Do the children of EFC have parents and grandparents who talk with them about the word of God?  Are moms and dads and grandmas and grandpas sources of godly wisdom for kids?

Understand that the reason Jacob is recounting all this to Joseph in that moment is because Jacob believed God’s Word to him.  Second Corinthians 4:13 says, “I believed therefore I have spoken.”  He is talking about God’s word because he believes God’s word.  

APPLICATION:  When we believe God’s word, and we love God’s word, we will talk about God’s word.  If nowhere else, let us talk about it in the home, as Deuteronomy 6 says, “when you sit at home and when you walk along the road, when you lie down and when you get up.”  What you love you will talk about.  If you want to know what you love most just pay attention to what you talk about most.  Let God’s Word be what we talk about.


Thirdly we see Jacob adopts Joseph’s sons.  Follow along in verses 5 and 6 with me…

Jacob says that Joseph’s first two sons, Manasseh and Ephraim, will be reckoned as his own.  Actually in the Hebrew Jacob says it even more bluntly, “They are mine.”  What it means is that even though they are his grandsons they will be regarded as his own sons.  (First we saw Jacob “take” his brother Esau’s blessing and now we have him “taking” his son’s sons!)

This significance of Jacob adopting the two boys is related to the land inheritance.  In the future when the Israelites took possession of the land that God was giving them, it would be divided among the 12 sons of Israel.  You can see this is where Jacob is going in verse 6 when he says, “Any children born to you after them will be yours; in the territory they inherit they will be reckoned under the names of their brothers.”  What that means is Ephraim and Manasseh will be treated like Jacob’s actual sons and have their own division of land – just like the other 10 sons of Israel getting land.  Any other sons born to Joseph would get land in Canaan – but it would come from dividing up the land that would be called Ephraim and Manasseh.

This is a HUGE promotion for Joseph’s sons and a huge honor to Joseph.  When the Isrealites took possession of the land of Canaan and the land was divided up among the 12 sons of Israel, the sons of Joseph would be among them.  If you look at the maps in the back of your bible you’ll notice the land was divided up into 12 sections and each section had one of Jacob’s son’s names.  You’ll also notice that two of those sections of land had the names:  Manasseh and Ephraim.  No other grandson of Jacob had that honor.  But both of Joseph’s sons were elevated in that way.  

If you’re like me you might be trying to do the math:  “If we add 2 to 12 that makes 14.  So how can there only be 12 sections of land in Israel if the land is going to be divided among 14 and not 12?”  The answer is because 2 actual sons of Jacob won’t be getting their own land.  So if you start with the twelve sons and subtract Levi and Joseph, you have ten.  Then add in Joseph’s sons and you have 12 again.  The Levites would end up not receiving any land because they were the priests and Joseph’s two sons received land on his behalf.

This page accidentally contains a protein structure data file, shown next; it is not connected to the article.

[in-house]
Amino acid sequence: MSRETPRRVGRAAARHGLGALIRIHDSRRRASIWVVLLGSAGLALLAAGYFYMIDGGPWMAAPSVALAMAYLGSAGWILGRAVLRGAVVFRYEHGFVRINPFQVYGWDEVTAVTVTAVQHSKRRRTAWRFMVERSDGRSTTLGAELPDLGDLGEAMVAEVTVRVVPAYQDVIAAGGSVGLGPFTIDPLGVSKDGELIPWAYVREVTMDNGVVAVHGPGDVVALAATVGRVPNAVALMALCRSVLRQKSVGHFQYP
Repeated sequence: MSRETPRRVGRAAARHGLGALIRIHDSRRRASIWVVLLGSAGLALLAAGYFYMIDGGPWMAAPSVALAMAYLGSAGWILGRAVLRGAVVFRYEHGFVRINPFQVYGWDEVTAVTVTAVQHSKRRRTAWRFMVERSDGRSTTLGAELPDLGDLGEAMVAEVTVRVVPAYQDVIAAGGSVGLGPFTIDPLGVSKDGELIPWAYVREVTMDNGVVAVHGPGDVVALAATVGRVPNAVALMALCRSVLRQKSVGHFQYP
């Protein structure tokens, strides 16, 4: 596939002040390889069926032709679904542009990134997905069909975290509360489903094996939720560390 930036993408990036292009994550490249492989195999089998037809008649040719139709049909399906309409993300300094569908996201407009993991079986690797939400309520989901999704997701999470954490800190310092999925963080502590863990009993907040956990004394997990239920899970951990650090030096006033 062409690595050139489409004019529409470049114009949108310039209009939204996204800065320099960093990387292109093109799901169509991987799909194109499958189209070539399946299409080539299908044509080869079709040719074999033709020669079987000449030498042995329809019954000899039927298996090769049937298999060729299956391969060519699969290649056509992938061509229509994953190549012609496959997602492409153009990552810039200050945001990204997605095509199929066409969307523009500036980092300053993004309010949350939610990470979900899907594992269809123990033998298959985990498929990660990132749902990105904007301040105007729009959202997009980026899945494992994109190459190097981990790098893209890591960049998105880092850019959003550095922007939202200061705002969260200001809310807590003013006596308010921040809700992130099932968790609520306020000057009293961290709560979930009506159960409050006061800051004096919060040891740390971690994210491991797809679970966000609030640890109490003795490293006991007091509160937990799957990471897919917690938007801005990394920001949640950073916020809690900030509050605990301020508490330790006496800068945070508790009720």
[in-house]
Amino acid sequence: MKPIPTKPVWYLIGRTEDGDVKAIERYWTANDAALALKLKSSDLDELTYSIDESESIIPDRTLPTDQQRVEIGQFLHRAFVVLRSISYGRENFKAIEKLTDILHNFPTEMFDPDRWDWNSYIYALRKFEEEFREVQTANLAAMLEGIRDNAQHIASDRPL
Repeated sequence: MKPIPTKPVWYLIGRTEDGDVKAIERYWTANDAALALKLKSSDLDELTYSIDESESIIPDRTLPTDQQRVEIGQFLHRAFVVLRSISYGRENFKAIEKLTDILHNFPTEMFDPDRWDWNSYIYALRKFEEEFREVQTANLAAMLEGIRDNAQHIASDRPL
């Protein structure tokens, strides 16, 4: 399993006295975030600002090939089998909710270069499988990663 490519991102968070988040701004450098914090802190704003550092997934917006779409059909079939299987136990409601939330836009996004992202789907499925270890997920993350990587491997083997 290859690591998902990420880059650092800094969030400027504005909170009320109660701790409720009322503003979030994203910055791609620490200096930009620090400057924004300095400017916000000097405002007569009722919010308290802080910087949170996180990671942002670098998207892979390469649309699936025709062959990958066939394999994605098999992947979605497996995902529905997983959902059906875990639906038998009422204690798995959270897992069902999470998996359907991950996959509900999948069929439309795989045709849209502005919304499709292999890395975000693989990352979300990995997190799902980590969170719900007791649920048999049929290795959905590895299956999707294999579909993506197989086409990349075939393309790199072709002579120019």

Now we see a connection between Jacob recounting God’s promises and Jacob adopting the two boys.  God promised the land to Jacob’s descendents, and the great honor of being a son of Jacob was that you would not only possess the land but get a section of that land named after you.  And here Jacob is making the unique move of adopting two grandsons so that they can have two sections of that promised land named after them as well.  Their inheritance was not as sons of Joseph, but as sons of Israel.  

There is more to it here though.  Let me point out two more big-picture points this adoption relates to.

First, Since Joseph was given the rights of the firstborn he was to receive a double portion of his father’s inheritance.  A double portion.  So rather than Joseph receiving one portion in his name, what was going to happen was two of his sons would each receive a portion of land.  A double portion for Joseph.

Second, Jacob adopting these two sons is a divine provision for future national need.  As mentioned earlier, not all of the 12 sons of Jacob would receive land.  The tribe of Levi would become the priestly tribe and as such they would not receive an inheritance of land.  So with Joseph and Levi not receiving any land the two sons of Joseph would become two “sons” to Jacob who would bring the number back to twelve for the land inheritance.  That whole situation would not come about for another several hundred years.  But God was providing for it now through Jacob adopting Joseph’s two sons. 


Finally we see Jacob remembering Rachel.  Verse 7…

It seems like an out of left field rambling from Jacob at first.  Then on second thought, it seems to make sense he would think of her at that moment and talk about her.  

First, because she was Joseph’s mother, and he was talking to Joseph.  Looking at Joseph probably reminded him of her.  Looking at her grandsons probably reminded him of her.  Who would Jacob have been most inclined to talk to about Rachel?  Who would’ve been most interested in hearing about her?  Joseph, her son.  And Manasseh and Ephraim her grandsons.  

Second, because Jacob’s focus in the previous verse was the land of Canaan and someday going back.  He was discussing the land his grandsons would inherit along with the rest of his sons.  His mind was on the land.  It was in that land that Jacob buried Rachel.  In a way, it may have made him miss her even more.  He wasn’t near her anymore now that she was dead, but he was no longer near her anymore in another sense since he wasn’t in the land he buried her in.  

We notice the providence of God in the burial of Jacob’s wives.  Leah was Jacob’s first wife.  The wife he didn’t love.  She was the older sister of Rachel.  She is the one who would be buried with Jacob (49:31).  This is more appropriate.  Even though Jacob loved Rachel more, it was more fitting for the first wife of Jacob to be buried with Jacob. So as God had it, Rachel died in their travels and was buried in Bethlehem (35:19)